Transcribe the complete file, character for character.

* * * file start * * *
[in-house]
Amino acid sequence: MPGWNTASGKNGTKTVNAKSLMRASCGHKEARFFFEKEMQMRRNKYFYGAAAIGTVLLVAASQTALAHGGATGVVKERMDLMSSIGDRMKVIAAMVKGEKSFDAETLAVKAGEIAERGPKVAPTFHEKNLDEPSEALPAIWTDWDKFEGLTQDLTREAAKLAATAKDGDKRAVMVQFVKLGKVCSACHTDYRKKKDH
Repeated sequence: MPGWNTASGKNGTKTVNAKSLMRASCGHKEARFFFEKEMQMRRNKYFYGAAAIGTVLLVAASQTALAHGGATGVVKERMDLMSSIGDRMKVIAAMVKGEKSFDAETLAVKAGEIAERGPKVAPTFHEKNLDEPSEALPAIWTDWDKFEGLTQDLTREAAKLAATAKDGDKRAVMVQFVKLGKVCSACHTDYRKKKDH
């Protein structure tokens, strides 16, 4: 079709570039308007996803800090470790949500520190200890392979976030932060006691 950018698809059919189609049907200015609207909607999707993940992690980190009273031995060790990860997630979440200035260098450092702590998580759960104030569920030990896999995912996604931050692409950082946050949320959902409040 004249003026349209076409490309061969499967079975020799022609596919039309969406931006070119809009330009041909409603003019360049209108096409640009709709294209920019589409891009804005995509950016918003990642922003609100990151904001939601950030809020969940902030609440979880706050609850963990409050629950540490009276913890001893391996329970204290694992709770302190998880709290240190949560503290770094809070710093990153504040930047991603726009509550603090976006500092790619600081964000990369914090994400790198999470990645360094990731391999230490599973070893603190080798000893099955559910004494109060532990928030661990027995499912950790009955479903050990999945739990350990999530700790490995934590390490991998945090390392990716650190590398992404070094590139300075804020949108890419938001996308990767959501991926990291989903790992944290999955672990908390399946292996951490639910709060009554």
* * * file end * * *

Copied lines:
[in-house]
Amino acid sequence: MPGWNTASGKNGTKTVNAKSLMRASCGHKEARFFFEKEMQMRRNKYFYGAAAIGTVLLVAASQTALAHGGATGVVKERMDLMSSIGDRMKVIAAMVKGEKSFDAETLAVKAGEIAERGPKVAPTFHEKNLDEPSEALPAIWTDWDKFEGLTQDLTREAAKLAATAKDGDKRAVMVQFVKLGKVCSACHTDYRKKKDH
Repeated sequence: MPGWNTASGKNGTKTVNAKSLMRASCGHKEARFFFEKEMQMRRNKYFYGAAAIGTVLLVAASQTALAHGGATGVVKERMDLMSSIGDRMKVIAAMVKGEKSFDAETLAVKAGEIAERGPKVAPTFHEKNLDEPSEALPAIWTDWDKFEGLTQDLTREAAKLAATAKDGDKRAVMVQFVKLGKVCSACHTDYRKKKDH
């Protein structure tokens, strides 16, 4: 079709570039308007996803800090470790949500520190200890392979976030932060006691 950018698809059919189609049907200015609207909607999707993940992690980190009273031995060790990860997630979440200035260098450092702590998580759960104030569920030990896999995912996604931050692409950082946050949320959902409040 004249003026349209076409490309061969499967079975020799022609596919039309969406931006070119809009330009041909409603003019360049209108096409640009709709294209920019589409891009804005995509950016918003990642922003609100990151904001939601950030809020969940902030609440979880706050609850963990409050629950540490009276913890001893391996329970204290694992709770302190998880709290240190949560503290770094809070710093990153504040930047991603726009509550603090976006500092790619600081964000990369914090994400790198999470990645360094990731391999230490599973070893603190080798000893099955559910004494109060532990928030661990027995499912950790009955479903050990999945739990350990999530700790490995934590390490991998945090390392990716650190590398992404070094590139300075804020949108890419938001996308990767959501991926990291989903790992944290999955672990908390399946292996951490639910709060009554």